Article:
The Petition to the House of Lords against the Massachusetts Government and Administration of Justice Bills
Summary of DS: House of Lords Library
In March a group of Americans in London had petitioned against the Boston Port Bill, and in May much the same group protested against the two coercive measures that followed.7 It was Arthur Lee, we assume, who again drafted separate petitions to the King, Lords, and Commons; and Franklin again signed them all. They were as fruitless as the signers, after their previous experience, must have known they would be. Those to the two houses are virtually identical; that to the King is shorter. We have chosen to summarize the petition to the Lords because it alone exists in manuscript with the original signatures.8
[Before May 11, 17749]
<The petitioners, native Americans,10 complain of two bills which, if enacted, will be fatal to the rights, liberties, and peace of all America. Legislation has already been passed that violates the law and the first principles of justice. Now a bill is brought in, ostensibly for regulating the government of Massachusetts, that will deprive the province of rights guaranteed it by its charter, which was a compact between crown and people; no charter has hitherto been altered without a full and fair hearing, and this unconstitutional bill threatens every such compact in Britain and the colonies. The governor’s control of judges, furthermore, gives him power over the property, liberty, and life of the subject, and establishes a judicial tyranny of which Britain has rid itself.
The bill that purports to secure a more impartial administration of justice empowers the governor to exempt soldiers from prosecution within the colony for murder, and therefore from control by the civil power, at a time when the troops have been taught that the populace deserves insult and abuse, which no free people can long endure. The result will be outrages and civil commotion.
The charge that Americans are disaffected and rebellious is wholly undeserved. For a century they have shared the glory and prosperity of England and the expense of every war, and have stretched themselves to the limit to provide support. Recent disturbances, in a people hitherto so loyal, have demonstrated a general sense of oppression. Although the mother country restrains trade and manufacture, property acquired under those restraints has hitherto been secure; now it is at the disposal of a legislature in which the colonists have no voice or influence or champion, and for them this is slavery. Their right of consent in parting with their property is the last bulwark of liberty, and for support of their position they appeal to British statutes, to all authorities on the constitution, and to long practice in Ireland and America.
These bills reduce Americans to the alternatives of being totally enslaved, or contesting with a parent state that they have loved and venerated. The petitioners conjure the House not to pass legislation that will inflame the colonists’ passions, flout the principles of liberty that they have inherited from England, and “drive them to the last Resources of Despair.”>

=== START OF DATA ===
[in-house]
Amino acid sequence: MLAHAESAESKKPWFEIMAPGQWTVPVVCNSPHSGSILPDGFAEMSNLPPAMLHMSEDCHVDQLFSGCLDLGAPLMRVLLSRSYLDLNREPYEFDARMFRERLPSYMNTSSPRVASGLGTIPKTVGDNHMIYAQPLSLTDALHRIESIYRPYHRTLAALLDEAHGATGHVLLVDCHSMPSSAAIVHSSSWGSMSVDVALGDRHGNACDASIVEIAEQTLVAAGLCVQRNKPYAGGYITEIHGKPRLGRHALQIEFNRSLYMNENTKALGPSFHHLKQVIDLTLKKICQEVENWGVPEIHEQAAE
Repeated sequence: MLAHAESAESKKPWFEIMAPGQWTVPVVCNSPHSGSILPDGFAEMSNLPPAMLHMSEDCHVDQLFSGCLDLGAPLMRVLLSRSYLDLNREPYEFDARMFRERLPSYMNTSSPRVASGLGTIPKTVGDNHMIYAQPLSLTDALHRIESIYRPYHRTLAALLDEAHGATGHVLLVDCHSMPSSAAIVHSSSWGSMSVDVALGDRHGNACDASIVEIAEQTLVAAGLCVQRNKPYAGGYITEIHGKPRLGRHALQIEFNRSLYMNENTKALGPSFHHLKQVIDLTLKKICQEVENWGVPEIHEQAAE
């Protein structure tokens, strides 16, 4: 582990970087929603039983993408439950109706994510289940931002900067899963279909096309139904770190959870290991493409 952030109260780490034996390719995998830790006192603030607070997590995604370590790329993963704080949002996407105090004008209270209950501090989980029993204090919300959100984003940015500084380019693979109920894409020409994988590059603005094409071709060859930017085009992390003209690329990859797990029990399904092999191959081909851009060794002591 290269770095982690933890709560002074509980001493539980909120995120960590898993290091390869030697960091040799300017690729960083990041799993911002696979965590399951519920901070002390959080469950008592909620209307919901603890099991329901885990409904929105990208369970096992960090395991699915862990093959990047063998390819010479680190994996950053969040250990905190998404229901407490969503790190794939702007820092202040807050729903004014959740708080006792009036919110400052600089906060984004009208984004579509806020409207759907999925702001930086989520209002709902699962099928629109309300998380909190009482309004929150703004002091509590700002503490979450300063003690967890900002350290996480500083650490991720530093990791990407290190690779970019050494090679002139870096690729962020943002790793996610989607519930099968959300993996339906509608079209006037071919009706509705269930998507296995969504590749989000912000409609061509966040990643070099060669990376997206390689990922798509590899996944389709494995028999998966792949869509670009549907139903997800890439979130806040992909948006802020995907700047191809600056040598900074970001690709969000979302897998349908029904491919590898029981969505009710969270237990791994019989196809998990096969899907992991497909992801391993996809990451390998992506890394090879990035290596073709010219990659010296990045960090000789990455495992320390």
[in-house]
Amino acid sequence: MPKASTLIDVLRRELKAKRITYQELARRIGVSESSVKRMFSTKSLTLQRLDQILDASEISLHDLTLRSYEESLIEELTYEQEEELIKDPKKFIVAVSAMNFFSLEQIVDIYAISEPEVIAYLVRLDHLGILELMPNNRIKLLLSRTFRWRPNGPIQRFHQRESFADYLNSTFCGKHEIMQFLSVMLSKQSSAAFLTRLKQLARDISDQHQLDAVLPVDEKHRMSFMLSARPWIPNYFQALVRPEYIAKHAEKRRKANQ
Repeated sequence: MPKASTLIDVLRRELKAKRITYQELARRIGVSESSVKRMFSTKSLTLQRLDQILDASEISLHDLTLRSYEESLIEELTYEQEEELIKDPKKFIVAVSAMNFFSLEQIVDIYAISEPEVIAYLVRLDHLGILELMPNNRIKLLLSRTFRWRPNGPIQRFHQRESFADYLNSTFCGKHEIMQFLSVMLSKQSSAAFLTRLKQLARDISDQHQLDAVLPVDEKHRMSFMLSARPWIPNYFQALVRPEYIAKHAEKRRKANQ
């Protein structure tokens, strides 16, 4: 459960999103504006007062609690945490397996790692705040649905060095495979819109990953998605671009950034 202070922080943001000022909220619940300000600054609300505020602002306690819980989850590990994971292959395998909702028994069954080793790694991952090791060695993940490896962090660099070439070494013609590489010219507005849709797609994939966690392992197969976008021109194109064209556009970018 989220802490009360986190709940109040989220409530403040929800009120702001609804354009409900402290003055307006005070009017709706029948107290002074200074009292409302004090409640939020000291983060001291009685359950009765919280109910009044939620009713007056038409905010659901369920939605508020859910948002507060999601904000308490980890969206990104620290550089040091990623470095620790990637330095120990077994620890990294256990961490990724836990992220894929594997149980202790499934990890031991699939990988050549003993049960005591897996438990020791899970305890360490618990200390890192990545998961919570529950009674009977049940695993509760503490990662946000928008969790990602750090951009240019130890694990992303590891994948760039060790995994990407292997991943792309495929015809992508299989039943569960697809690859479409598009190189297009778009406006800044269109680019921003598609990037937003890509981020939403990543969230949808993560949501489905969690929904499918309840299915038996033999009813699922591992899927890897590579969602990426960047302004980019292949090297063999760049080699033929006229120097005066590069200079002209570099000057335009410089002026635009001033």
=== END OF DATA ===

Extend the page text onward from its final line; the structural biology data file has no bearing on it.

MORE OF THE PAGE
|Stepn Sayre||John F: Grimké||Edm: Jenings|
|William Lee||Jacob Read||Edwd. Bancroft|
|Arthur Lee||Thos Ruston||John Alleyne|
|B Franklin||Phi: Neyle||Thos Bromfield|
|Ralph Izard||Ed: Fenwick Sr.||John Boylston|
|William Hasell Gibbes||Edw: Fenwick Junr.||J: Williams|
|William Blake||John Perroneaux||John Ellis|
|Isaac Motte||Wm. Middleton||Jos Johnson|
|Henry Laurens||William Middleton Junr||D. Bowly|
|Thomas Pinckney||Ra. Izard Junr.||Willm: Heyward1|
7. For the petition to the Lords see above, March 26; for the two bills that engendered the present petition see BF to Cushing above, April 16.
8. Those to the Commons and the King were presented on May 2 and 19 respectively and are printed, the first without and the second with the list of signers, in Force, 4 Amer. Arch., I, 81–3, 96; the petition to the Lords was printed in the Public Advertiser, May 16, 1774. The two houses tabled the petitions; the King answered his, the day after it was presented, by signing the two bills.
9. The date of presentation: Lords Jours., XXXIV (1774–76), 182.
10. So they said. But John Ellis was certainly not and, unless we are much mistaken, neither was John Alleyne.
1. Of the thirty, twenty-six had signed one or another of the earlier petitions and are identified under that to the Lords, cited above. The new names were Jenings, Heyward, Read, and Edward Fenwick, Jr. Edmund Jenings (1731–1819) was a Marylander of distinguished family, educated at Eton and Cambridge; although he was a product of the Middle Temple, he practiced little and “lived a life of cultivated leisure in London.” Butterfield, ed., John Adams Diary, II, 355–6. The others were South Carolinians. Edward Fenwick, Jr. (b. 1753), subsequently became a loyalist and suffered for it: Daniel E. H. Smith, “An Account of the Tattnall and Fenwick Families in South Carolina,” S. C. Hist. and Geneal. Mag., XIV (1913), 6, 12. William Heyward (1753–86) was from Charleston, and had enrolled in the Middle Temple two years before: Edward A. Jones, American Members of the Inns of Court … (London, 1924), p. 98. Jacob Read (1752–1816), raised in Savannah and admitted to the bar there in 1773, promptly left for England and entered Gray’s Inn; he returned to Charleston in 1776, served in its militia, and eventually became a U.S. senator. DAB.